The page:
Singapore Battery Consortium
Singapore Battery Consortium
The Singapore Battery Consortium aims to promote the deployment of new battery technologies and products. By bringing together researchers, companies, and the public sector, the consortium will help companies access battery-related research for translation into novel products serve market needs. It is hosted at A*STAR’s Institute of Materials Research and Engineering (IMRE), and supported by the National Research Foundation Singapore (NRF), with $2 million set aside over three years.
Over the past decade, commercial interest in battery development has been on the rise, keeping pace with demand for better battery performance and different performance characteristics for increasingly complex mobility and portable devices. To meet this demand, the Singapore Battery Consortium will bring research outcomes from our laboratories into market by enabling researchers to understand business requirements, while giving companies access to the latest battery research and technologies to augment their product development efforts.
In addition to regular networking sessions, workshops, seminars and symposia, members can look forward to sharing sessions by international experts. The consortium will partner Singapore-anchored companies of all types – startups, small and medium-sized enterprises (SMEs), large local enterprises (LLEs), and multi-national companies (MNCs) – for this effort.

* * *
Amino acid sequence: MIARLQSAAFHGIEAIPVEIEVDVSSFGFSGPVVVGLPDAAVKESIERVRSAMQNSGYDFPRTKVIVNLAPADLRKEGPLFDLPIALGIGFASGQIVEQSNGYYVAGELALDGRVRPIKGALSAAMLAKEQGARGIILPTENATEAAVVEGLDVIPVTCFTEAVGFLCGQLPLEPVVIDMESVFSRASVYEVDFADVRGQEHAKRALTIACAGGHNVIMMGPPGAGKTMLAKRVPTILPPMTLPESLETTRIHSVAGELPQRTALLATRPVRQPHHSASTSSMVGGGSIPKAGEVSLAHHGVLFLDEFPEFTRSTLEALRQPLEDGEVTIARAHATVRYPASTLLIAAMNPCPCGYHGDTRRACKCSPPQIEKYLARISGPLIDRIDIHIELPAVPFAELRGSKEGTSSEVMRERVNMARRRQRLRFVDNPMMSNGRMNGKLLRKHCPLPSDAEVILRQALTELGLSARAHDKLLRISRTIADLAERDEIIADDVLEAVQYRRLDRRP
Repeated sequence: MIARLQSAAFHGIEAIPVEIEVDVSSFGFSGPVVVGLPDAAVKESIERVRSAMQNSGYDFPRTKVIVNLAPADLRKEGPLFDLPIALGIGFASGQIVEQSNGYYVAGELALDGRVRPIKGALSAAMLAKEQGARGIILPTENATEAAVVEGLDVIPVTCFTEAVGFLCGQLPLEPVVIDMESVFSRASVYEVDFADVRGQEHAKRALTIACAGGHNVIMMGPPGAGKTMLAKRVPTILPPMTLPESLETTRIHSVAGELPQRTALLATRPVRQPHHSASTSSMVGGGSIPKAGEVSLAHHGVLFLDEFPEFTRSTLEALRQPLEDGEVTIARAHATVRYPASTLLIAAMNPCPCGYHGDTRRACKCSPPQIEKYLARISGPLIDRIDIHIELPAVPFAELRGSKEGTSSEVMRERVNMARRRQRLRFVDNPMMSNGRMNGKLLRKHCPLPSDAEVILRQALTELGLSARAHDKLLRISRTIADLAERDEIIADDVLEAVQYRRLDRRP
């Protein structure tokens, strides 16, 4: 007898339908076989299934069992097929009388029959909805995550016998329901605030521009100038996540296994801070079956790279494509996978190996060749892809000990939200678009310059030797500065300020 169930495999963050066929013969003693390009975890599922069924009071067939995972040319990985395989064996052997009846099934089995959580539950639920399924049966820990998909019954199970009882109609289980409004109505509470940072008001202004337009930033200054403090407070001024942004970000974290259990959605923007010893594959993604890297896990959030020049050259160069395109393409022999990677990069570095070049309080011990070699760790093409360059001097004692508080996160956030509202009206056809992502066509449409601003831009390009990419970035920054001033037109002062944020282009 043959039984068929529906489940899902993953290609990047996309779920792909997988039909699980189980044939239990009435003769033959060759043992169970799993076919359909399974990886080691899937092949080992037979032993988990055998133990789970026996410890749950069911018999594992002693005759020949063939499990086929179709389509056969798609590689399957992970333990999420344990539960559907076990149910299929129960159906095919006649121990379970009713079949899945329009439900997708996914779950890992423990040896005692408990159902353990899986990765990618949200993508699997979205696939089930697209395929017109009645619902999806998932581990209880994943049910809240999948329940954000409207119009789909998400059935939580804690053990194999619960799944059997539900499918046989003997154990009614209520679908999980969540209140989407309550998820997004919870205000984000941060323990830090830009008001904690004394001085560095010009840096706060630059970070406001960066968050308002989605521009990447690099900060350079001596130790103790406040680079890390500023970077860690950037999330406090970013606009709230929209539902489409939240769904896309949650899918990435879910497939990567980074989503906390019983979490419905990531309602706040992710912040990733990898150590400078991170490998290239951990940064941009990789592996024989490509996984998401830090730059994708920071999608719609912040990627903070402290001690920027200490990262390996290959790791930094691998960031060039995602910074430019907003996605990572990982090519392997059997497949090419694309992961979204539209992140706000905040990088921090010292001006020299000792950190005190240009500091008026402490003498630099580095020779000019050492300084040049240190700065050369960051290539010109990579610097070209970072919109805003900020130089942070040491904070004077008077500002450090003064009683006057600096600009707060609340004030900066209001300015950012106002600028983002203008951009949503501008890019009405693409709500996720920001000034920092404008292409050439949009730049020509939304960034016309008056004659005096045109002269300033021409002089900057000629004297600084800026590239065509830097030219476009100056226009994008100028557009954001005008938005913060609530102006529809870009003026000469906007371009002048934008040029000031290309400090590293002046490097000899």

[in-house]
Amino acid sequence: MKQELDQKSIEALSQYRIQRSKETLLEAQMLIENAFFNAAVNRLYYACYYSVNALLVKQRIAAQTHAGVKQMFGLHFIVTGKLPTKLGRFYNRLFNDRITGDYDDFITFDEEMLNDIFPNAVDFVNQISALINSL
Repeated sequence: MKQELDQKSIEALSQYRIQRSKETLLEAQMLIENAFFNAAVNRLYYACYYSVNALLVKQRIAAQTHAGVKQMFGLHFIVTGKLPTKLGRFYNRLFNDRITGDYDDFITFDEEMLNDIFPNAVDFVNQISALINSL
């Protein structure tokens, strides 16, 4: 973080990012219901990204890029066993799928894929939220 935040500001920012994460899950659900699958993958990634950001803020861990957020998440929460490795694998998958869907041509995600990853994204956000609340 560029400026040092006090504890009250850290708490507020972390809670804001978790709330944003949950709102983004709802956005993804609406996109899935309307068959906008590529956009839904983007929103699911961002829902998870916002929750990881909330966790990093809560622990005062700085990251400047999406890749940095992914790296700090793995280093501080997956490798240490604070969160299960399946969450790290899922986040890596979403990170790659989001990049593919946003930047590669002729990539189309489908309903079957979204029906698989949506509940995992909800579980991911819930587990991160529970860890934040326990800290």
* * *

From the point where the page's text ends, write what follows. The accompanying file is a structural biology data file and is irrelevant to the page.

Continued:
The founding industry members of the consortium are LiRON, Durapower, Orient Tech and Genplus. These are local companies in battery materials production, battery cell manufacturing, and battery pack design and production.
Battery materials synthesis, which looks into new materials and processes for batteries with better performance.
Cell and module production, which examines the prototyping, testing, and manufacturing of new designs for battery cells and modules using new processes.
Battery management systems, which includes thermal cooling strategies, wireless charging design, and fast charging methodology.
Battery recycling, which seeks to develop innovative technologies to improve recycling related to batteries, such as making it easier for precious metals to be recovered to manufacture new batteries.
The Singapore Battery Consortium will be led by Professor Gregory Goh from A*STAR, who will chart the directions of the consortium and supervise its operations. He will be supported by a Technical Committee which will comprise experts from Institutes of Higher Learning and A*STAR research institutes. A steering committee comprised of representatives from NRF, A*STAR, Economic Development Board (EDB), Enterprise Singapore (ESG), National University of Singapore (NUS) and Nanyang Technological University (NTU) will provide strategic and financial oversight.